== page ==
Ryan Johnson, Published June 12 2013
As skeeter numbers jump, Vector Control crews out in full force
But Cass County Vector Control Director Ben Prather said while the number of pesky insects in the city has jumped in recent days, it’s nothing “extraordinary” – even if it feels that way to residents who had a mostly mosquito-free summer last year because of drought conditions.
“It’s not like I’ve seen in the past,” he said. “But definitely the perception for most everybody out there is yeah, it’s not comfortable.”
A few dozen mosquito traps are placed around Cass County, including more than 20 within the city limits of Fargo and West Fargo. Each weekday, Vector Control employees pull the traps and count the number of females – males don’t bite – to come up with an average number.
Prather said the average jumped from two mosquitoes per trap on Monday morning to 35 by Tuesday morning. Thirty-five is the threshold for when they consider a citywide spraying of a light mist of pesticide that kills adult mosquitoes.
Because of the increase in trap numbers, the Cass County team planned to ground-spray Wednesday evening in Fargo, West Fargo, North River and Leonard by a fleet of 21 trucks, weather permitting.
The effort will typically knock down the number of mosquitoes by 80 to 90 percent, Prather said.
Moorhead Director of Operations Chad Martin said 2012 was a “premium year” for mosquitoes in the region.
“We never sprayed at all last year,” he said.
But weather permitting, Moorhead workers will be out tonight for their first citywide spraying of the year to get the mosquitoes under control, Martin said.
He said the city tries to work closely with Cass County Vector Control and bases its decision to spray on the North Dakota trap counts because Moorhead doesn’t operate its own.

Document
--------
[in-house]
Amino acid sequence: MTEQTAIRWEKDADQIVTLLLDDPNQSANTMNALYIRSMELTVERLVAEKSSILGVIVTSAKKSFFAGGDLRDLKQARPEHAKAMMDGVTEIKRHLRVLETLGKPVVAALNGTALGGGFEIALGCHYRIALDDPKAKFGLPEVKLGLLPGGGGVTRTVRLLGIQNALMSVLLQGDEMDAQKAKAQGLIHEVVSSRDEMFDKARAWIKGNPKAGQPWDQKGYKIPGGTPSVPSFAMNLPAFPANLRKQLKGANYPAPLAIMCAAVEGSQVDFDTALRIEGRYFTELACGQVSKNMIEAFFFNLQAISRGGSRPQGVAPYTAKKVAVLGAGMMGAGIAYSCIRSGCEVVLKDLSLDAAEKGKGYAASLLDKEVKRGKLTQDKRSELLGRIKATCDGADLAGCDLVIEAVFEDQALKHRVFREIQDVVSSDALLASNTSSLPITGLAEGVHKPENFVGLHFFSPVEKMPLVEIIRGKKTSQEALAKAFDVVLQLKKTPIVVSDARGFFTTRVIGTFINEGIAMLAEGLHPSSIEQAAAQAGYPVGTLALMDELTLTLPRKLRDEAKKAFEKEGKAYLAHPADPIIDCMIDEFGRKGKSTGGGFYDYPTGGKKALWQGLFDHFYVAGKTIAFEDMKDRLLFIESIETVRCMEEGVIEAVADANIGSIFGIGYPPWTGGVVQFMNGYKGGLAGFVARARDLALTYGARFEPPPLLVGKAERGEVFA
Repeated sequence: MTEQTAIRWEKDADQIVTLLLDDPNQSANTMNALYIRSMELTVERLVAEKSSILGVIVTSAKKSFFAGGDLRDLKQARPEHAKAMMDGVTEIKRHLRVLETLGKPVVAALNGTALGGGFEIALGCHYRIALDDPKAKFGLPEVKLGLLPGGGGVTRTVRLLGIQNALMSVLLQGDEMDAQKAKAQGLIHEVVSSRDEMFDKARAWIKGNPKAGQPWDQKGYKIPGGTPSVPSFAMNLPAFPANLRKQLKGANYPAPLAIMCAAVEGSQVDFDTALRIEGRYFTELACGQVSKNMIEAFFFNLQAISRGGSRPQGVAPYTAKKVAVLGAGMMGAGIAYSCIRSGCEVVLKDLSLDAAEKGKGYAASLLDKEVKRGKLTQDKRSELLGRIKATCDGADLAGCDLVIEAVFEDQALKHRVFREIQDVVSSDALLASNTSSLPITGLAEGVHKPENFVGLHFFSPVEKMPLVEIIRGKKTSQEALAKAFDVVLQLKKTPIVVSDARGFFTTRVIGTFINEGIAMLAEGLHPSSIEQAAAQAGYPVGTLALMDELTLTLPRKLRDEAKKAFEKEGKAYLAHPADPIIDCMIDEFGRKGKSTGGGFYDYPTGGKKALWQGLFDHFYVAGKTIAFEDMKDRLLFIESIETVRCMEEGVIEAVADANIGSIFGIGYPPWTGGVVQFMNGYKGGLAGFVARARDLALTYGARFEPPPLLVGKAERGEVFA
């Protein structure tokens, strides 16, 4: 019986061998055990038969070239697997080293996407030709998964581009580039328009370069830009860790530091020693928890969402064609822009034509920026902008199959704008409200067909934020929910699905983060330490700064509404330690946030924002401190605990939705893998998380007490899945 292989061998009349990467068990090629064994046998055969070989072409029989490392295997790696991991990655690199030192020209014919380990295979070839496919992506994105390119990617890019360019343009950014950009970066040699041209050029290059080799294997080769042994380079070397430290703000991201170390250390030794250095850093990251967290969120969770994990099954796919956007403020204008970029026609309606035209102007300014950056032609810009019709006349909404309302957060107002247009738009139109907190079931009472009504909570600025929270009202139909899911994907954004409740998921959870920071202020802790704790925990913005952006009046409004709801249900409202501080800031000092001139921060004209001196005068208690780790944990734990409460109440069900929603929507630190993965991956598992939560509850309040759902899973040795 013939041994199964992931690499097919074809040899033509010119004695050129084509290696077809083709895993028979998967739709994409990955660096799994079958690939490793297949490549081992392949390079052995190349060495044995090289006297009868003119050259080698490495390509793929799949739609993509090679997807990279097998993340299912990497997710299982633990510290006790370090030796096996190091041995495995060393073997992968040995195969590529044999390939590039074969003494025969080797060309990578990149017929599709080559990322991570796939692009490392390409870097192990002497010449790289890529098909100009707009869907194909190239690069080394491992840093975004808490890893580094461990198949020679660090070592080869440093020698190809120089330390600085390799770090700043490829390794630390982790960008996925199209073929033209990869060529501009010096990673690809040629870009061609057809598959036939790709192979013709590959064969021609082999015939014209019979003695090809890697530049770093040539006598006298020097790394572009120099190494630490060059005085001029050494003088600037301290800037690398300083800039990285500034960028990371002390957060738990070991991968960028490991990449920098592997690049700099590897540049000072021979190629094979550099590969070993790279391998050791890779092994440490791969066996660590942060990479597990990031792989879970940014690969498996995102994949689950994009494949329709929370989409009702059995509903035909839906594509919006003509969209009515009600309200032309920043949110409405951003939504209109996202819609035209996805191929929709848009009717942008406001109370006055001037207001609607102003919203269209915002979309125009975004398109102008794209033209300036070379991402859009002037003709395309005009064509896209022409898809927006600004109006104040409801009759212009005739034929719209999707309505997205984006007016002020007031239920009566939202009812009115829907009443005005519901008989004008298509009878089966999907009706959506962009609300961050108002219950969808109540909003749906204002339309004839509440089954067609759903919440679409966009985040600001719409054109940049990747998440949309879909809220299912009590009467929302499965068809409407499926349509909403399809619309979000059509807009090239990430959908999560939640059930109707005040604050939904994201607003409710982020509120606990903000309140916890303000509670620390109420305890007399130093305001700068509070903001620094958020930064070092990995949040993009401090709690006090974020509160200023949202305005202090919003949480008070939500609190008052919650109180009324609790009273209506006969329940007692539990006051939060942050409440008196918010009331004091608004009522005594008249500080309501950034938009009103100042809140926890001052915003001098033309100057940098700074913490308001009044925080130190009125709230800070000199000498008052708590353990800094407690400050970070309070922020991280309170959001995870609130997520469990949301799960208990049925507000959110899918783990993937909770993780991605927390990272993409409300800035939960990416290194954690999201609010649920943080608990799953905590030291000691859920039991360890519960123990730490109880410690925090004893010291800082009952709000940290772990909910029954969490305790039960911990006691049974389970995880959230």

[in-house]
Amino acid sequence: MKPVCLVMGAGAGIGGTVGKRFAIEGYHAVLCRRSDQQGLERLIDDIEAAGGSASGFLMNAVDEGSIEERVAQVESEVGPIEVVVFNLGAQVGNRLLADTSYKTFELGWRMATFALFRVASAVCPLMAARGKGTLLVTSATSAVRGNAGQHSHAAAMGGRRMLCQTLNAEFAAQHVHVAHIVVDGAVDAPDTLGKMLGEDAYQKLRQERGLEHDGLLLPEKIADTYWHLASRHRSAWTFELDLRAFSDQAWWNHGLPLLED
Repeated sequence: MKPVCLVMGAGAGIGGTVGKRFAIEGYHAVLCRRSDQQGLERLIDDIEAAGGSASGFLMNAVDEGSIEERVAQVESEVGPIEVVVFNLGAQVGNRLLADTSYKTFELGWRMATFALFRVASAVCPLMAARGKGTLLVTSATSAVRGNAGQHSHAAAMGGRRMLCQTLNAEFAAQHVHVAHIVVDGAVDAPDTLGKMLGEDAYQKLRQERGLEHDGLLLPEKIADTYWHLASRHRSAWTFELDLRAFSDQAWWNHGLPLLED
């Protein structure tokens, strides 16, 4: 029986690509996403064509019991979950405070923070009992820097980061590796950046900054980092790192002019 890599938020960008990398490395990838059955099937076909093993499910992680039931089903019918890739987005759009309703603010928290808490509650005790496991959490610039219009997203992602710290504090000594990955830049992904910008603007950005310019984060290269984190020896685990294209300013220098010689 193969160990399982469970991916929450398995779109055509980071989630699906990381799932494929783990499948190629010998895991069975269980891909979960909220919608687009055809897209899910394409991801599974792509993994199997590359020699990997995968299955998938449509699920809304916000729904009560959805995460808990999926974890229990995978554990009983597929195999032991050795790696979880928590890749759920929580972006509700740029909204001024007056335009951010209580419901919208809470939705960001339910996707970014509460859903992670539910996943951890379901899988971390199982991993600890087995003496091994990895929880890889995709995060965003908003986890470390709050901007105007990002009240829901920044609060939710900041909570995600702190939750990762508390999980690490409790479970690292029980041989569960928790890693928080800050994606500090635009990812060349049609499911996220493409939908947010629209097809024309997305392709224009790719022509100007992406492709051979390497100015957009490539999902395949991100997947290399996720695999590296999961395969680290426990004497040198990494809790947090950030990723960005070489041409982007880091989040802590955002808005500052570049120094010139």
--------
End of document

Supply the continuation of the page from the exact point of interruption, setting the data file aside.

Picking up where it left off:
Prather said this week might mark the summer’s first brush with mosquitoes for many residents, but the work to keep the pests to a minimum started more than a month ago. That’s when crews worked on the first line of defense – larval control – when they applied concentrated chemicals to standing bodies of water to kill mosquitoes before they start to look for blood.
“They can’t escape standing water until they emerge as adults, and literally you can kill 1,000 mosquitoes with just a couple granules of our product,” Prather said.
Workers have also visited areas perfect for mosquitoes – damp, shaded, humid spots, especially in wooded areas. Prather said a longer-lasting pesticide is sprayed by backpack units for a more targeted killing, with the chemical sticking on plants for up to four weeks.
Prather said the pesticide his crews use is nontoxic and breaks down rapidly, usually within 30 minutes. It kills mosquitoes, but doesn’t harm other animals and plants.
Watching for West Nile
Prather said Vector Control’s work is about more than dealing with the nuisance of mosquitoes. Even last summer, when dry conditions meant low mosquito numbers, crews were busy spraying in August because of confirmed cases of West Nile virus that can be passed to humans from mosquitoes. The disease can be deadly and often has symptoms similar to the flu.
So far, the species of mosquito that transmits West Nile in the region hasn’t been found, Prather said, adding that they’ll keep a close eye on the traps. He said mosquito control efforts may be ramped up if the virus makes it way here again later in the summer.
Fargo Cass Public Health environmental health practitioner Miles Schacher said there are some easy precautions to limit the chance of being exposed to West Nile virus.
“You hate to tell people not to be outside because we have a short enough summer as it is, but if you have to be outside, dress accordingly,” he said.
That includes wearing a long-sleeved shirt if it’s cool enough and making sure to wear a shirt of some kind – even on sunny days – to limit how much skin is a potential target for mosquitoes.
Schacher said the U.S. Centers for Disease Control and Prevention also recommends applying an approved repellent to minimize the risk of a bite. He said to look for a product with 10 percent DEET for those who will be outdoors for a couple of hours, 15 percent for two to four hours and 20 to 50 percent DEET concentration for longer periods of time.
Approved insect repellents are safe to use on children with concentrations of up to 30 percent DEET, but the American Academy of Pediatrics says parents shouldn’t use any product with DEET on children younger than two months.
“Basically, if you have a child under 2 months, really you shouldn’t be exposing them to any potential for mosquitoes,” Schacher said.
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Readers can reach Forum reporter Ryan Johnson at (701) 241-5587